When you enter an image search, Google presents a series of context-specific buttons above the image results list with additional search terms that make your search more specific. So if you search for “dog images”, it adds buttons for “puppy”, “labrador” etc. Once you select one of these, it is displayed in blue background as the first button, with the remaining buttons being adjusted based on the content of the new set of image results.
This is effectively a form of Conversational Recommendation and demonstrates the feedback loop of that search mechanism. The platform presents the user with context-relevant options for feedback, and then reacts upon user feedback with a new set of recommendations.
This works great, and it illustrates the benefits of being able to iteratively build a search. As yet the same functionality is not available for standard searches, even though the rationale and use-case is very much the same.
A logical extension is to not only show feedback buttons at the top of the results list, but to show them alongside each individual result. This approach (as taken by Traverz) encourages and enables the user to respond directly to a specific item rather than having to scroll back to the top of the page and find the relevant tag.
Rightmove – preference based search but only for keywords
Rightmove is the UK’s leading property search portal, and has held a dominant position in that market for very many years. Around 18 months ago, Rightmove introduced a “Keyword Sort” feature that was billed as the way to personalise your property search.
What Keyword Sort adds to the standard search is a mechanism to prioritise properties whose listings contain user-entered key words. Up to 3 of such key words can be entered, and the standard results list (based on the main filter settings) is then ordered to first show properties that meet all keywords, then those that meet one less keyword, etc.
Rightmove demonstrates the power of a preference-based search mechanism, which allows users to truly personalise the recommendation order of the results list. However this capability is available only for the user-entered text. Standard filter bar features such as price, number of bedrooms, and property type do not have such a prioritisation method. And as a result, there is no impact on the ‘over-filtering’ problem – if you search for a detached house in York with max 2 bedrooms and a garden, you get just 1 result (a cottage that clearly is not detached). The user is then left to determine which of those criteria is problematic by manually adjusting them one by one.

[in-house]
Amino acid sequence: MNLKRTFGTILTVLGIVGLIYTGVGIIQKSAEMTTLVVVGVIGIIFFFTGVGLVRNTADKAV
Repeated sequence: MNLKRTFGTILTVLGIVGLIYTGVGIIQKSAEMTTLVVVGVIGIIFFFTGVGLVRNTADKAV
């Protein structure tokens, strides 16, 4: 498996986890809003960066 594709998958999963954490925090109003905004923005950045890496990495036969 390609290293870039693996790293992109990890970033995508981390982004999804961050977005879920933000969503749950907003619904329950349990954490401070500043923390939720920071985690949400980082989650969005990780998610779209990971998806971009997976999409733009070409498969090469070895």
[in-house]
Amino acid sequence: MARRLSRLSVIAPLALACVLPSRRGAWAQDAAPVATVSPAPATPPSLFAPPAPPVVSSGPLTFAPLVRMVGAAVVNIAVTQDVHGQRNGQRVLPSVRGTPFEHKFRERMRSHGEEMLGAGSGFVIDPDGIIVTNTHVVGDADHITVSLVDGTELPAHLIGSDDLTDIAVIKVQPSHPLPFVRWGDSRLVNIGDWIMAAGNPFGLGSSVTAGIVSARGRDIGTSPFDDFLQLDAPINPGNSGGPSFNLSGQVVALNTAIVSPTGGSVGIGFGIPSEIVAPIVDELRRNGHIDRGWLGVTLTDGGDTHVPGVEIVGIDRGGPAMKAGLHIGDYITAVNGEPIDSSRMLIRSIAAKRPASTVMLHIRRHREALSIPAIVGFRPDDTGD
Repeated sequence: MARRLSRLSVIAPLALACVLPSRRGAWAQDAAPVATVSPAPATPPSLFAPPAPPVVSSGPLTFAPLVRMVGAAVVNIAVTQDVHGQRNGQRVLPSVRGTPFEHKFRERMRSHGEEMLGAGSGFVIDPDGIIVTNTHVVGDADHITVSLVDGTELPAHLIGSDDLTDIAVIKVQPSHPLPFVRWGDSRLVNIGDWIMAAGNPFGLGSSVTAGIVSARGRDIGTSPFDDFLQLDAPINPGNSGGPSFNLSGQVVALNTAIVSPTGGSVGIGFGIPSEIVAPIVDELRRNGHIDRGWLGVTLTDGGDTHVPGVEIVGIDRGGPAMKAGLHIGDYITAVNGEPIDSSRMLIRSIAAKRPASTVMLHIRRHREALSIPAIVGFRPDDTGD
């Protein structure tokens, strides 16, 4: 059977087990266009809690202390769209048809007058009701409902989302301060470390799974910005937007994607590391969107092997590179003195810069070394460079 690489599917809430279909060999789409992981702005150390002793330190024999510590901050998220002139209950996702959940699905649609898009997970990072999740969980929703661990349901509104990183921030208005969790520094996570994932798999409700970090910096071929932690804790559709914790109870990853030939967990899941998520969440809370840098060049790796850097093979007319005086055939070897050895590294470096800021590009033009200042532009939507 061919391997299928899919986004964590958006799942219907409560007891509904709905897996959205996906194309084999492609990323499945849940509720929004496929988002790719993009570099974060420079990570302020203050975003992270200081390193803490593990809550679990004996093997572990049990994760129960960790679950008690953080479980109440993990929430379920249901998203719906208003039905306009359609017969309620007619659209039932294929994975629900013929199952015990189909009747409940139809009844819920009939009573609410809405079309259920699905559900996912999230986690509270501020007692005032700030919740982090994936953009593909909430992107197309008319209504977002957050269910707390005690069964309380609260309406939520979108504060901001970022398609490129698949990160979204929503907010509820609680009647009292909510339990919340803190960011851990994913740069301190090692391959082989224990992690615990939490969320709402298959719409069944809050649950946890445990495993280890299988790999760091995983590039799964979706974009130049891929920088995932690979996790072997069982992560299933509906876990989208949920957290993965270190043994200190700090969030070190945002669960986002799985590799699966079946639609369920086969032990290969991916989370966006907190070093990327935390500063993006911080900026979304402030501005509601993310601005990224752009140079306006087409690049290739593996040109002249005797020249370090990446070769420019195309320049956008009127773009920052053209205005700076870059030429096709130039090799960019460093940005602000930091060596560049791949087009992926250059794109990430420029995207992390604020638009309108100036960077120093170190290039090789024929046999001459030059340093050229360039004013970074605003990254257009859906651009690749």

Another feature worth noting on Rightmove’s platform is the more-like-this button, labelled as “See similar properties”. Clicking this button sets up a search using the property’s postcode, a search radius within 0.5 miles, a price range bracketing the price of this property, and minimum number of bedrooms equal to that of the selected property.
As is somewhat predictable, the new search criteria tend to result in a very small number of results (if any). This is due to the inflexibility of the filter criteria (location, price, bedrooms) that are set, again illustrating that the more-like-this and key-word features are fighting with an underlying filter system that is inflexible.
Another thing to note is that this “see similar properties” button is only displayed if you open the property directly (e.g. from a Google search). We presume that the idea behind it is to provide a way for you to broaden out to other properties, given that you do not yet have an existing results list to go back to. Clearly the same mechanism of adding/setting search criteria could also be provided when the user was already browsing on Rightmove, but this has not been implemented. Which is a shame because such a more-like-this functionality (which is always present in Traverz) is a great way for users who are browsing a diverse results list to indicate their interest and be given a very relevant set of recommendations.
Netflix – insufficient recommendation data to… recommend